Auditors fail to report with clarity and relevance
The data extracted during an audit
is like a food recipe, though many firms utilize high quality ingredients quality is not guaranteed. This is because auditors fail to combine these ingredients into a cohesive report. Simplicity and relevance are essential to explain how their findings have a direct effect on a business.
Many firms make the mistake of overusing jargon which, in turn, dilutes the value and clarity of the report. As a result the reader becomes disorientated and unable to make an informed decision.
Auditors don’t add value
Balancing the audit report requires careful deliberation, communication, and interest. Identifying high value information takes time. The auditor must understand the business inside-out to identify and focus on high value information. This is only possible through a seamless and personalized audit process. Though a mechanistic approach may succeed in passing audit standards, it will fail to provide an insightful diagnosis of your business financials.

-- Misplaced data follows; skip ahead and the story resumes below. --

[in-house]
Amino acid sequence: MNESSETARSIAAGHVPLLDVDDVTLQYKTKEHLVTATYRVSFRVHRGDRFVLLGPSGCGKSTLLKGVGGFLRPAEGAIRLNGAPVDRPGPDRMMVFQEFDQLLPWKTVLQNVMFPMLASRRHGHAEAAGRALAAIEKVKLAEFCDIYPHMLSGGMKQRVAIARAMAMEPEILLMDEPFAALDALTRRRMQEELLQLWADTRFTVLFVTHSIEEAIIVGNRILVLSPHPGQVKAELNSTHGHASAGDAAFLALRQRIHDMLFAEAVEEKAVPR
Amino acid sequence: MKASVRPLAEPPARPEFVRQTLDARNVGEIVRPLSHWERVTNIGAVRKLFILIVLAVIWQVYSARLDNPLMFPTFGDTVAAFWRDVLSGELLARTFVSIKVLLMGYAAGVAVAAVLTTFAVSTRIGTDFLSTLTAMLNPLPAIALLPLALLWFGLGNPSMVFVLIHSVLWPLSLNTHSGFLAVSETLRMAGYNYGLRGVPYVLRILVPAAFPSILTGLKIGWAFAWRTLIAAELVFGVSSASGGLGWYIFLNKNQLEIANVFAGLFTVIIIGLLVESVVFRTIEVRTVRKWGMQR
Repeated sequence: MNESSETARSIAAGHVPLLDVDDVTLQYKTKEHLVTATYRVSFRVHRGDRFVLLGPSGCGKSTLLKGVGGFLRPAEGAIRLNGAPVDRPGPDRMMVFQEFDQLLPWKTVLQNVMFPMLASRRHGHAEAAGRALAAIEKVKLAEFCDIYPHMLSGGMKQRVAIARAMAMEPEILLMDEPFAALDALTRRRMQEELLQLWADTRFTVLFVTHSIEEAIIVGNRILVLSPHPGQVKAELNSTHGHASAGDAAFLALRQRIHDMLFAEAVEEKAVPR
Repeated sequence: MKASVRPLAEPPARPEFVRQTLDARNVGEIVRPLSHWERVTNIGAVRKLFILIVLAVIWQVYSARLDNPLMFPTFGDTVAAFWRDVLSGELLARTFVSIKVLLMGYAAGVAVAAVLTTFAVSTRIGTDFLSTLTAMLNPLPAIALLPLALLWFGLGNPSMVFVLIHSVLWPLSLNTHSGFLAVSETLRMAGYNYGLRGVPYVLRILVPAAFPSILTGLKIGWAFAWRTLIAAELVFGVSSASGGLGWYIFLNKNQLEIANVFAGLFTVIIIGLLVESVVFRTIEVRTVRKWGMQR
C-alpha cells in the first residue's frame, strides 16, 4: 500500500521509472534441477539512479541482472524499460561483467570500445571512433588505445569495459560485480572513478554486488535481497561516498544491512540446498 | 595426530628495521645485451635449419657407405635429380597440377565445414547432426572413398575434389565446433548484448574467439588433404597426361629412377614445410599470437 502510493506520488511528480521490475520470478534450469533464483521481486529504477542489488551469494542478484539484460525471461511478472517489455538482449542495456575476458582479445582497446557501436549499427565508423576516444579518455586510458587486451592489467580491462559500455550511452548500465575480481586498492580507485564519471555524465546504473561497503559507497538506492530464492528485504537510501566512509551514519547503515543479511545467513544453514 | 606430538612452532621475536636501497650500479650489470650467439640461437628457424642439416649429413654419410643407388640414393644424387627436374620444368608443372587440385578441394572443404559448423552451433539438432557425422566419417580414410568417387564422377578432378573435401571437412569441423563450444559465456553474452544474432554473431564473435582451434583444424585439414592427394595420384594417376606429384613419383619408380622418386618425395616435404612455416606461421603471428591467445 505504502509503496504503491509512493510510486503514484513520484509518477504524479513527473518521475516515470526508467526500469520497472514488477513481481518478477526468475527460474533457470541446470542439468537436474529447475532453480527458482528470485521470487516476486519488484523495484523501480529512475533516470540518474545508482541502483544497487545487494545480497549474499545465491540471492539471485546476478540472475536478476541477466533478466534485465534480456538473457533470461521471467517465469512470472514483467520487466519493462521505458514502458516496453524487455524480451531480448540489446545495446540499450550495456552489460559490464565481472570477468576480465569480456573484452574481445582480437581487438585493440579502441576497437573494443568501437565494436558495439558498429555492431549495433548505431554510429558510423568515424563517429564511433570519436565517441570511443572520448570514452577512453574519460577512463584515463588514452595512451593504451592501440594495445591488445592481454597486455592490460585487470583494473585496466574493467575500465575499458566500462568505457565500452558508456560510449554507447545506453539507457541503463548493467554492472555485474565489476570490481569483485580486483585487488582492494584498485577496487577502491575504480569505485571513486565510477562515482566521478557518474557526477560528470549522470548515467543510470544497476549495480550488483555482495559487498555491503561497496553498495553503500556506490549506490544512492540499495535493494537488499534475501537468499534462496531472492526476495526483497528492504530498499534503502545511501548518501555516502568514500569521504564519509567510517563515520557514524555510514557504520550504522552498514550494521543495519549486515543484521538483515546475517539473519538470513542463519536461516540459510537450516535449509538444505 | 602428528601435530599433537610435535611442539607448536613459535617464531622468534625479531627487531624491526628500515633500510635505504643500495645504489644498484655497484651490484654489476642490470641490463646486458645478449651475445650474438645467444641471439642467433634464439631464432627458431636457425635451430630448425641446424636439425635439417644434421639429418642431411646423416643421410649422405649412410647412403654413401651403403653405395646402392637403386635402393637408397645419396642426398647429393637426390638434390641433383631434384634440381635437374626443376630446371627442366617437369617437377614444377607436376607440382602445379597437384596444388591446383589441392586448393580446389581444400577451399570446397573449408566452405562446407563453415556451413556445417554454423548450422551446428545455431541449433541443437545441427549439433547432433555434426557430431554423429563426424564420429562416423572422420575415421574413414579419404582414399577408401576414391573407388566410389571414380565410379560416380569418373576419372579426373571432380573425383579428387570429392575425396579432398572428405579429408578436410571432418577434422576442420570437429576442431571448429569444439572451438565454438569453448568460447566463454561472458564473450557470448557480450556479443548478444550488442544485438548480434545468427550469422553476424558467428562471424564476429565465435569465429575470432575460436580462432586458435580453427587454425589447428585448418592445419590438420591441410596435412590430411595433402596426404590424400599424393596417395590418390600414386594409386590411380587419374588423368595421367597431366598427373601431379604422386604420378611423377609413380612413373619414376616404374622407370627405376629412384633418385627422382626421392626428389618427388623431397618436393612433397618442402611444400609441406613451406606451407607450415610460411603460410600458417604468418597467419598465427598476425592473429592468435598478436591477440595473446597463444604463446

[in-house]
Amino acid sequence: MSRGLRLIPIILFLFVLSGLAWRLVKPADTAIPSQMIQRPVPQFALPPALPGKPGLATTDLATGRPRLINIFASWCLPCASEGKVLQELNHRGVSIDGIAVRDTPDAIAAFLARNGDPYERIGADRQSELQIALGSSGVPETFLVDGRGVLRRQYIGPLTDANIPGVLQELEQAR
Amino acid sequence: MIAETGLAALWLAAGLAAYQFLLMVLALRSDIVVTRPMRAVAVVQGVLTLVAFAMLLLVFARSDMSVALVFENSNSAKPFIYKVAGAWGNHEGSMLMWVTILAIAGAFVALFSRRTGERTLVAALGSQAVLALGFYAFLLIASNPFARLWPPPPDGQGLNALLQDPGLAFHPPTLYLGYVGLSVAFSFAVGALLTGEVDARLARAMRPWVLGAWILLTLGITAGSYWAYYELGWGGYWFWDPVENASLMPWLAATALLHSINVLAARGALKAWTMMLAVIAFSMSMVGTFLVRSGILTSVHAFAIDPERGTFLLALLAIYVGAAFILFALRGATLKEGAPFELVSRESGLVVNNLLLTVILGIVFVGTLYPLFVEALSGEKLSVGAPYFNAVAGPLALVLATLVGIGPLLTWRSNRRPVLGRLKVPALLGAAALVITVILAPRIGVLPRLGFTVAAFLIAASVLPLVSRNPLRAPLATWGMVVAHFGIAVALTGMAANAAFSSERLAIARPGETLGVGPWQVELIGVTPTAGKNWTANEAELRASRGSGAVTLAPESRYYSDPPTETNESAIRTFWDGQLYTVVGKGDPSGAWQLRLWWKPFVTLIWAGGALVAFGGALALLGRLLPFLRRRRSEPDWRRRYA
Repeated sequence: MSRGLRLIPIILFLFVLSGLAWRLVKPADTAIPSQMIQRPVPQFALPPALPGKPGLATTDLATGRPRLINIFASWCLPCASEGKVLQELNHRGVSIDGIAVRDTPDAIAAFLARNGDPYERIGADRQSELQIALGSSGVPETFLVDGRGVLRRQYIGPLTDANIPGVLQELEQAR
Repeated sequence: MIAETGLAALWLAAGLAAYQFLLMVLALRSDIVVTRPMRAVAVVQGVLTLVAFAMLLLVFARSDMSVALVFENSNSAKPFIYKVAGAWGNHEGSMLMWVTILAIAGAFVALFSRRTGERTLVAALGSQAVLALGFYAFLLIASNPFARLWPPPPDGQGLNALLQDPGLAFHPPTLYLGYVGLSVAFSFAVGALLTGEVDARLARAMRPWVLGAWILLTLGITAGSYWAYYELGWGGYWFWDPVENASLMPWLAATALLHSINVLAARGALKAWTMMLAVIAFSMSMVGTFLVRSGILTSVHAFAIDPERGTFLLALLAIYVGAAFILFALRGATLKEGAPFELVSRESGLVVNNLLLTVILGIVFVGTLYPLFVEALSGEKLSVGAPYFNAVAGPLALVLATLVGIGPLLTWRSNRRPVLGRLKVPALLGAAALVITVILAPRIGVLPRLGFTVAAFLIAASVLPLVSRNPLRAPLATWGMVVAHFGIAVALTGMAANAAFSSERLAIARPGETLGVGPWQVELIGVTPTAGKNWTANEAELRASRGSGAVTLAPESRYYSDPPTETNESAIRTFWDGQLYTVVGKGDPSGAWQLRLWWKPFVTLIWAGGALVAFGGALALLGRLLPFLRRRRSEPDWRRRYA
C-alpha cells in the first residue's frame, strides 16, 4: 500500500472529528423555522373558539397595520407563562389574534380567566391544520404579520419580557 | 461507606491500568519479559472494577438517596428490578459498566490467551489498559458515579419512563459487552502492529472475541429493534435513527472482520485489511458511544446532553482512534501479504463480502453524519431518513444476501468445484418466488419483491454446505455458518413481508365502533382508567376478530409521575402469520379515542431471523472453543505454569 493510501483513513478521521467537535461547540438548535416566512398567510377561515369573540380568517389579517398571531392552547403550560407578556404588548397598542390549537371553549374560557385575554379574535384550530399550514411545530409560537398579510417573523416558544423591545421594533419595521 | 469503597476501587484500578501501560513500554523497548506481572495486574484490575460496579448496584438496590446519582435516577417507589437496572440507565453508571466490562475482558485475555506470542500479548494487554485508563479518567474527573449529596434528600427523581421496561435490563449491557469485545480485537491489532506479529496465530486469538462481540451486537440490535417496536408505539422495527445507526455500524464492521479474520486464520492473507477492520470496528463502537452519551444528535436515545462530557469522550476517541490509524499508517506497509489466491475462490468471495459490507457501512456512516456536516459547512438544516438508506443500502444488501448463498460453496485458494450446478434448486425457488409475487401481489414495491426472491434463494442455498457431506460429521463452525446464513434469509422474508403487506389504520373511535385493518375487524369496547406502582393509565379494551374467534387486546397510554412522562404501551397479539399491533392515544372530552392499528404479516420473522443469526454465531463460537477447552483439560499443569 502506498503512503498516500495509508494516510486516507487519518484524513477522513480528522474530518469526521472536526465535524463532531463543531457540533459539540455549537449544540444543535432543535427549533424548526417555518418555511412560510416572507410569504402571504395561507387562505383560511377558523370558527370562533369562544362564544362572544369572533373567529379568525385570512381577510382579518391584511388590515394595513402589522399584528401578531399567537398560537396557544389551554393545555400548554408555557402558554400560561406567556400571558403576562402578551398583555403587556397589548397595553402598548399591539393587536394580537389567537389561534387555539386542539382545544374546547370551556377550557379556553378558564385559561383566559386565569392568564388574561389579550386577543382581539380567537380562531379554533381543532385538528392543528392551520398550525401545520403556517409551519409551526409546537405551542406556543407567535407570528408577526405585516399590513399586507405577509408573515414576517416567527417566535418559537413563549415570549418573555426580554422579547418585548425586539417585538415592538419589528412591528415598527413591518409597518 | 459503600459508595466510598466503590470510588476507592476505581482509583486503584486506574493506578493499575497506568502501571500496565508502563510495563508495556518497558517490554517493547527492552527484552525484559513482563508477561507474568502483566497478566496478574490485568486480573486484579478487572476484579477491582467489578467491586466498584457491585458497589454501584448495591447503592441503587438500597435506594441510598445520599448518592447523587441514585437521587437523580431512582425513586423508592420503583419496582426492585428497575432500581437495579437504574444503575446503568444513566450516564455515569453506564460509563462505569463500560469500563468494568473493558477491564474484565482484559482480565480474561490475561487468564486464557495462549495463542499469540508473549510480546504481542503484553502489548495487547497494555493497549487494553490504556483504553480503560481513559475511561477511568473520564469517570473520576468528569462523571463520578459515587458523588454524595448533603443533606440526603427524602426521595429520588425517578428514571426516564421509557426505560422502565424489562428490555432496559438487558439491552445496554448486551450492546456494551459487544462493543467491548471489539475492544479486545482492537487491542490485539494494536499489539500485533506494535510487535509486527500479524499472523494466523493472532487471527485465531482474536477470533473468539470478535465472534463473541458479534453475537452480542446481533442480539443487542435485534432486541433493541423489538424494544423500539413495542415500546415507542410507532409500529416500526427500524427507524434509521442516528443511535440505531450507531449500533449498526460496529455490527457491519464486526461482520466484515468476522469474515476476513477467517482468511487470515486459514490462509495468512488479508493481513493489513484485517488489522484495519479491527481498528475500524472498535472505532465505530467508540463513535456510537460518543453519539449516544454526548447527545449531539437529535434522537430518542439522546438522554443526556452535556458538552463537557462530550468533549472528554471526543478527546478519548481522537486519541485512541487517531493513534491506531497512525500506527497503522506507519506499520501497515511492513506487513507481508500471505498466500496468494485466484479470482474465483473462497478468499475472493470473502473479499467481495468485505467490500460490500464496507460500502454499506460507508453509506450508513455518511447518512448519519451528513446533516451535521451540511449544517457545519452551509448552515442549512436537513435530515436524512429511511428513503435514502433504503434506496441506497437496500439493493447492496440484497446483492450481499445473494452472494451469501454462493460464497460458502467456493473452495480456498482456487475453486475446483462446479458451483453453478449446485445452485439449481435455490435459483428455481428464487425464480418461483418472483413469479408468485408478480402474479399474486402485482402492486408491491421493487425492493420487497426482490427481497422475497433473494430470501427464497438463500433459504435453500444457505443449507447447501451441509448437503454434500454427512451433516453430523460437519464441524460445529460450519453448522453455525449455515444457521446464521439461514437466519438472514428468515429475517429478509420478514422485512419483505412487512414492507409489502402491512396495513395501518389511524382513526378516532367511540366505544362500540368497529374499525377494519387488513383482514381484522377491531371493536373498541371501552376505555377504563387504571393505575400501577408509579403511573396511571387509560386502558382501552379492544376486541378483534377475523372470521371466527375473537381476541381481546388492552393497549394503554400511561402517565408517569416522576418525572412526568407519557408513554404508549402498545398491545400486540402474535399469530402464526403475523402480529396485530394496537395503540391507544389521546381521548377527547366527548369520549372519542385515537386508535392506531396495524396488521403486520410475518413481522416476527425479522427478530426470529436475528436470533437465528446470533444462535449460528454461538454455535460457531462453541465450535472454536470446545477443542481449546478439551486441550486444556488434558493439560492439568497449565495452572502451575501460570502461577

We ask the right questions
Wisteria’s key goal is getting under the skin of a client so that we can understand their systems and processes and identify improvements that can add real value via a management report towards the conclusion of the audit process. By forging a solid working relationships, we start asking the right questions from the outset.
Wisteria walks you through the impacts of the report so that you may forge an opinion. Our audits serve two functions: The first is to offer an opinion on the financial statements; next is to provide you with insightful business impacts. This focus ensures that you will retain significant findings and discard minor impacts.
We Speak your language
Wisteria speaks to you in plain English and eliminate jargon. Wisteria ensures that not only senior management can utilize our reports, but also external readers and stakeholders. Our reports follow this principle “what is conceived well is expressed clearly, and the words to say it come easily?” (N.Boileau, 1815).